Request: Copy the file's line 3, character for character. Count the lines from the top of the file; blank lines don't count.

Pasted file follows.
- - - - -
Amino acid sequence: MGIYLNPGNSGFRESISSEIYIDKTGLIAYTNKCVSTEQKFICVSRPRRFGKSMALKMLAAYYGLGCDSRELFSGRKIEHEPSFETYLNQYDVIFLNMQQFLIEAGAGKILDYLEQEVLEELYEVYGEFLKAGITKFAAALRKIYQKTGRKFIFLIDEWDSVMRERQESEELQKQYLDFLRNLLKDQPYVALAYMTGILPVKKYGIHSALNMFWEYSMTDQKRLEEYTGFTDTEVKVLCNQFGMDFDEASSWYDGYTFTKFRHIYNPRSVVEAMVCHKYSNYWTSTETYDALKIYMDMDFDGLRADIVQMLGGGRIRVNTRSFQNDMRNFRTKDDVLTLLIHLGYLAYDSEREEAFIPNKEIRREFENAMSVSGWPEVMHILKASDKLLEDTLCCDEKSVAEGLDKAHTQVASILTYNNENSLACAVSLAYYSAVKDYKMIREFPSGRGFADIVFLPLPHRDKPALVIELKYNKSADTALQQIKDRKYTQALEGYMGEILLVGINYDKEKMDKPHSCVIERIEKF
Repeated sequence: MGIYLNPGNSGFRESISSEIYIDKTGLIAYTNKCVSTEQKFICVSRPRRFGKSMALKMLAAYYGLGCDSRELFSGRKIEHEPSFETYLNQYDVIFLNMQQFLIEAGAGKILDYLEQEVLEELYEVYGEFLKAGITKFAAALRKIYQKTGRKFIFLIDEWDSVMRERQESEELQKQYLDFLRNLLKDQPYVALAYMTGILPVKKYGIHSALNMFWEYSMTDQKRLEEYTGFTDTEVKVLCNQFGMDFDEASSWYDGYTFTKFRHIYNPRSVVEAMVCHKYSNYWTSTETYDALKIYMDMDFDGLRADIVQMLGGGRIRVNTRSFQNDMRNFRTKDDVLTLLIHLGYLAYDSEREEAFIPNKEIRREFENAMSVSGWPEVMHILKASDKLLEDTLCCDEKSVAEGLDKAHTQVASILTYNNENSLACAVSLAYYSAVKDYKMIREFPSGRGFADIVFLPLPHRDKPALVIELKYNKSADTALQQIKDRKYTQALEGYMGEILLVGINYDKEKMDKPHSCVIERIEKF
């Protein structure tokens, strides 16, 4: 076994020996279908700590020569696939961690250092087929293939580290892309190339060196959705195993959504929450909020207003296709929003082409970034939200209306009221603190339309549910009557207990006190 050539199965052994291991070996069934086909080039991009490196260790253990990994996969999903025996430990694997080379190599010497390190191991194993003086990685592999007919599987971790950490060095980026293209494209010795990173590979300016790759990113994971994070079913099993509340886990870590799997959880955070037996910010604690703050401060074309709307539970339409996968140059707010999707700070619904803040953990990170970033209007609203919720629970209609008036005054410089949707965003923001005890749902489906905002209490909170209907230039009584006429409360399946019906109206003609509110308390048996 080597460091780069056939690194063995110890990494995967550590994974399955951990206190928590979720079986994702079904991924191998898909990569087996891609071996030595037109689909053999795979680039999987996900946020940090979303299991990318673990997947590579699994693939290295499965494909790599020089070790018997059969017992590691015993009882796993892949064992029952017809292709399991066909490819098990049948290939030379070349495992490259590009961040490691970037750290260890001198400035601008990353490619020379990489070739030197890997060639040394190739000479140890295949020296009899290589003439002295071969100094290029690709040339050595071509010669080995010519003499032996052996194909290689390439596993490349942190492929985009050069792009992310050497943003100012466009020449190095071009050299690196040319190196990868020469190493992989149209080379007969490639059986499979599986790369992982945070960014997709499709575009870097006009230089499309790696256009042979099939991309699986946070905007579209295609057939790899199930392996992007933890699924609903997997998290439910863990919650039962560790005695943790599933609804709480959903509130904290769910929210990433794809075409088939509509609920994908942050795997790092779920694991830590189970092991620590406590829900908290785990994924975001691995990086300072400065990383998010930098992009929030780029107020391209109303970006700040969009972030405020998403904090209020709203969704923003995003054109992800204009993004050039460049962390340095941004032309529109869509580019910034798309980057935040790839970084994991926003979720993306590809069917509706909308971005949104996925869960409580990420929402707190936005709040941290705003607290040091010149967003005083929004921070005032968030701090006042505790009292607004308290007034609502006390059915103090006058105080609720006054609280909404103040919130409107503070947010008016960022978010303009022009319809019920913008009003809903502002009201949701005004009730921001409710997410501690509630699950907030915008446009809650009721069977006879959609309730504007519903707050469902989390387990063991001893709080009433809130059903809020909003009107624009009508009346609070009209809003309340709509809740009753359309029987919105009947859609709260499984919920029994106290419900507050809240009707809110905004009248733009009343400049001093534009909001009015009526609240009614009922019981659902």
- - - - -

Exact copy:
């Protein structure tokens, strides 16, 4: 076994020996279908700590020569696939961690250092087929293939580290892309190339060196959705195993959504929450909020207003296709929003082409970034939200209306009221603190339309549910009557207990006190 050539199965052994291991070996069934086909080039991009490196260790253990990994996969999903025996430990694997080379190599010497390190191991194993003086990685592999007919599987971790950490060095980026293209494209010795990173590979300016790759990113994971994070079913099993509340886990870590799997959880955070037996910010604690703050401060074309709307539970339409996968140059707010999707700070619904803040953990990170970033209007609203919720629970209609008036005054410089949707965003923001005890749902489906905002209490909170209907230039009584006429409360399946019906109206003609509110308390048996 080597460091780069056939690194063995110890990494995967550590994974399955951990206190928590979720079986994702079904991924191998898909990569087996891609071996030595037109689909053999795979680039999987996900946020940090979303299991990318673990997947590579699994693939290295499965494909790599020089070790018997059969017992590691015993009882796993892949064992029952017809292709399991066909490819098990049948290939030379070349495992490259590009961040490691970037750290260890001198400035601008990353490619020379990489070739030197890997060639040394190739000479140890295949020296009899290589003439002295071969100094290029690709040339050595071509010669080995010519003499032996052996194909290689390439596993490349942190492929985009050069792009992310050497943003100012466009020449190095071009050299690196040319190196990868020469190493992989149209080379007969490639059986499979599986790369992982945070960014997709499709575009870097006009230089499309790696256009042979099939991309699986946070905007579209295609057939790899199930392996992007933890699924609903997997998290439910863990919650039962560790005695943790599933609804709480959903509130904290769910929210990433794809075409088939509509609920994908942050795997790092779920694991830590189970092991620590406590829900908290785990994924975001691995990086300072400065990383998010930098992009929030780029107020391209109303970006700040969009972030405020998403904090209020709203969704923003995003054109992800204009993004050039460049962390340095941004032309529109869509580019910034798309980057935040790839970084994991926003979720993306590809069917509706909308971005949104996925869960409580990420929402707190936005709040941290705003607290040091010149967003005083929004921070005032968030701090006042505790009292607004308290007034609502006390059915103090006058105080609720006054609280909404103040919130409107503070947010008016960022978010303009022009319809019920913008009003809903502002009201949701005004009730921001409710997410501690509630699950907030915008446009809650009721069977006879959609309730504007519903707050469902989390387990063991001893709080009433809130059903809020909003009107624009009508009346609070009209809003309340709509809740009753359309029987919105009947859609709260499984919920029994106290419900507050809240009707809110905004009248733009009343400049001093534009909001009015009526609240009614009922019981659902």